Pubdate: Mon, 25 Jan 2016
Source: New Mexican, The (Santa Fe, NM)
Copyright: 2016 The Santa Fe New Mexican
Author: Katharine Q. Seelye, the New York Times


Critics Say He Lacked Authority to Take Law into His Own Hands, but 
Others Are Following His Lead

Leonard Campanello, the police chief of Gloucester, Mass., took the 
microphone here in mid-December and opened with his usual warm-up 
line: I'm from Gloucester, he said in his heavy Boston accent. 
"That's spelled 'G-l-o-s-t-a-h.' "

A casually profane man with a philosophical bent, Campanello, 48, 
first drew national attention last spring when he wrote on Facebook 
that the old war on drugs was lost and over. A believer that 
addiction is a disease, not a crime, he became the unusual law 
enforcement officer offering heroin users an alternative to prison.

"Any addict who walks into the police station with the remainder of 
their drug equipment (needles, etc.) or drugs and asks for help will 
NOT be charged," he wrote. "Instead we will walk them through the 
system toward detox and recovery" and send them for treatment "on the spot."

That post from a small-town police chief was shared more than 30,000 
times and viewed by 2.4 million people. By June, his police 
department had put his promise into action in what became known as 
Gloucester's Angel program.

Critics said that he did not have the authority to take the law into 
his own hands and forgo arrests. But other police departments, fed up 
with arresting addicts and getting nowhere, saw a new way to address 
the epidemic of heroin and prescription pain pills, which together 
killed 47,055 people in 2014 nationwide - more than died in car 
accidents, homicides or suicides.

Since the program began, 375 addicts have turned themselves in at the 
city's brick police station. About 40 percent are from the Gloucester 
area; the rest find their way there from all over the country. All 
have been placed in treatment. More than 50 police departments in 17 
states have started programs modeled on or inspired by Gloucester's, 
with 110 more preparing to do so.

In addition, 200 treatment centers across the country have signed on 
as partners. In six months, Gloucester, which steers people to 
treatment but does not itself provide it, has developed a nationwide 
network of centers willing to provide beds and take referrals by the 
police, regardless of whether the addict has insurance.

"This has the potential to be a disruptive innovation that changes 
the picture of how we deal with the disease," said David Rosenbloom, 
a professor of health policy and management at the Boston University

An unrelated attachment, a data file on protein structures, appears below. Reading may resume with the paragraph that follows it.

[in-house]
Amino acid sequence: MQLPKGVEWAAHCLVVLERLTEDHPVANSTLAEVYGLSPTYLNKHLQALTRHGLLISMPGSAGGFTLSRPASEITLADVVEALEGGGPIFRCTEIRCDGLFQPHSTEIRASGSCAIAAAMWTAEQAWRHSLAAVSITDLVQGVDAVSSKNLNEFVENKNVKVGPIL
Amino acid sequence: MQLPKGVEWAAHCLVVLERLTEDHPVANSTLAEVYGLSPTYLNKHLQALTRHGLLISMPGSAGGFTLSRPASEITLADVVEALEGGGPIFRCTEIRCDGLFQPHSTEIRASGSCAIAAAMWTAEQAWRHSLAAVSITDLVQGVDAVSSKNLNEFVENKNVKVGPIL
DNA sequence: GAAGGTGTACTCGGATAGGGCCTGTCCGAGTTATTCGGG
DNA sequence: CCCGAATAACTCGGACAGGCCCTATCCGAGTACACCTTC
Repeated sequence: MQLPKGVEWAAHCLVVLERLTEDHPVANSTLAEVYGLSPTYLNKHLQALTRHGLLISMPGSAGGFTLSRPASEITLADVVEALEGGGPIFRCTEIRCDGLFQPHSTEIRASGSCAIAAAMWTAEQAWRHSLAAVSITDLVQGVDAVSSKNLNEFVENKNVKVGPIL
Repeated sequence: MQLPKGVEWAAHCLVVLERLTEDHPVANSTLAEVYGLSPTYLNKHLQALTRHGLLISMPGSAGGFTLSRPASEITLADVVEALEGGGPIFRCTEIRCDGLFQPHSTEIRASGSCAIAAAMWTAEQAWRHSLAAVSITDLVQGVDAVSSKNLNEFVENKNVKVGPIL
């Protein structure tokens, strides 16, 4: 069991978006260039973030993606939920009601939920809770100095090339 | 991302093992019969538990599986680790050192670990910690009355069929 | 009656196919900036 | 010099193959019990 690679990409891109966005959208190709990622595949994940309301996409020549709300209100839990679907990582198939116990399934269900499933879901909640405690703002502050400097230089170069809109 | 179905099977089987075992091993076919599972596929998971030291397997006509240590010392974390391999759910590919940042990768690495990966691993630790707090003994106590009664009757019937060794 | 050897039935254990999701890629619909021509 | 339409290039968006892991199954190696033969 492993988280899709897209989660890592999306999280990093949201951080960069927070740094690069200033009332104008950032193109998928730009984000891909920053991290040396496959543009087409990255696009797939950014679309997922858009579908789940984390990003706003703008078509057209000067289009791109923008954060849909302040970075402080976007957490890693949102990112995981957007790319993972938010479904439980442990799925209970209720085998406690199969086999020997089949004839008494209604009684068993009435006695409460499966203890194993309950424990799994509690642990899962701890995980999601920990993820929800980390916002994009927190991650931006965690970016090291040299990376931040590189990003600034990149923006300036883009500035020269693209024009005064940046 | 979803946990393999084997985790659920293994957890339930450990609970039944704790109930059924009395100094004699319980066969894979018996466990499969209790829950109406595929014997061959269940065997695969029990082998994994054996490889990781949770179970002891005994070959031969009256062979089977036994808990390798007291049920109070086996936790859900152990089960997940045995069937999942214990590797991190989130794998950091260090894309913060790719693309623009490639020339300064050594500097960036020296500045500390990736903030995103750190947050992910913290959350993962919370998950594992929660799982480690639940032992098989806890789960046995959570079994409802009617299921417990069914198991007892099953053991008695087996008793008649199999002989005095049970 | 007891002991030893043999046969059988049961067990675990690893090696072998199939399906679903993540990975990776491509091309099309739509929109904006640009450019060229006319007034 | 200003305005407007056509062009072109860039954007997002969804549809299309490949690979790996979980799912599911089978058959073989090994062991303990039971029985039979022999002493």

School of Public Health, who has been analyzing data for Gloucester. 
And it is a measure of the widespread desperation to move beyond the 
war on drugs that so many have been willing to try it.

These days, the chief is often on the road, addressing police 
departments, parents and treatment providers in speeches like the one 
here last month to 150 substance abuse clinicians, sponsored by the 
Mental Health and Recovery Services Board of Stark County. He told 
the audience how his officers had developed their own database of 
treatment sites, which they call over and over until they secure a bed.

But being matched with a bed is just the first step for an addict on 
the long, grueling road to recovery. Heroin retains such a ferocious 
grip on brain cells that relapses are viewed as part of the process.

Campanello said addicts in his program were always welcomed back, no 
questions asked.

The Gloucester Angel program grew out of a town forum last spring on 
the heroin crisis. Four people had died of overdoses in the first 
three months of 2015, more than had died in all of 2014.

When addicts show up, an officer calls on one of 55 "angels," local 
volunteers who are in recovery or otherwise familiar with addiction, 
to listen and offer moral support. The officer takes a history and 
starts dialing treatment facilities, where clinicians determine what 
treatment best suits the addict and of what duration. Beds have been 
found in as little as 17 minutes and as much as a couple of days.

Many local businesses support the program: A pharmacy in Gloucester 
discounted naloxone, which reverses the effects of an overdose, and 
CVS and Walgreens followed suit. Taxi companies provide free rides to 
treatment facilities or the airport.

The department spends an average of $55 for each addict, Campanello 
said, compared with $220 spent to arrest, process and hold an addict 
in custody for a single day.

Most of the costs are borne by the Police Assisted Addiction and 
Recovery Initiative, which Campanello founded last summer with John 
E. Rosenthal, a businessman who lives in Gloucester.

The group has raised hundreds of thousands of dollars and received 
millions in in-kind contributions, including placement in treatment 
centers. "When the chief wrote that blog post in the spring and got 
2.4 million hits, he called and said, 'Help!' " Rosenthal said. "I 
saw very quickly that this could be a tipping point."
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MAP posted-by: Jay Bergstrom